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We show that worst-case linear-time discriminators can be defined generically, by induction on the term language. The inductive definition yields a generic discriminator that encapsulates and generalizes both distributive sorting and multiset discrimination for strings and trees. We demonstrate that discriminators can be coded compactly using list comprehensions and Generalized Algebraic Data Types (GADTs). We give some examples of the uses of discriminators, including few-line specifications of recently discovered optimal time algorithms.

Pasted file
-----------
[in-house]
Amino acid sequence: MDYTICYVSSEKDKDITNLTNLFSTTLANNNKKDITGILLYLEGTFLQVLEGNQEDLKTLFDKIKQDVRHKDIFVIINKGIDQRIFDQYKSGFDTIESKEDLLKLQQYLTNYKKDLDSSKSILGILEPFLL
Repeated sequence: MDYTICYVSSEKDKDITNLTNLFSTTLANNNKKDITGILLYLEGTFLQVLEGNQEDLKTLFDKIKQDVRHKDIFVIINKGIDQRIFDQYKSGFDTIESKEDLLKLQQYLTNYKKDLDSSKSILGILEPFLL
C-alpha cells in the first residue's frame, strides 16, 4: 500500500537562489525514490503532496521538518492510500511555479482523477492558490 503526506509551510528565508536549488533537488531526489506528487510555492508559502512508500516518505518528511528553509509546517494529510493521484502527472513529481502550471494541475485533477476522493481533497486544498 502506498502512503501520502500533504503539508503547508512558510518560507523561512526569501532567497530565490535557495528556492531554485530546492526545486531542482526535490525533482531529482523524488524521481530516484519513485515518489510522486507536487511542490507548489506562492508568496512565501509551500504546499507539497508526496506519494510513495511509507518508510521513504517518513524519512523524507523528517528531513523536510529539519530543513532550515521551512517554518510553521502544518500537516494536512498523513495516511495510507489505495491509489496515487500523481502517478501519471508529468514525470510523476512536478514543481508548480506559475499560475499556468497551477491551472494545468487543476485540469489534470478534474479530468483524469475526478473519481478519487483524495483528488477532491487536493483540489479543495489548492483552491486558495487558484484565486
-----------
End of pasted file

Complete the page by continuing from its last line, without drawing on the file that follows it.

We use these results to argue that ordered (abstract) types or types with equality, specifically primitive types in programming languages, should expose their ordering relation/equality as a (sorting) discriminator, not a comparison function/equality test.
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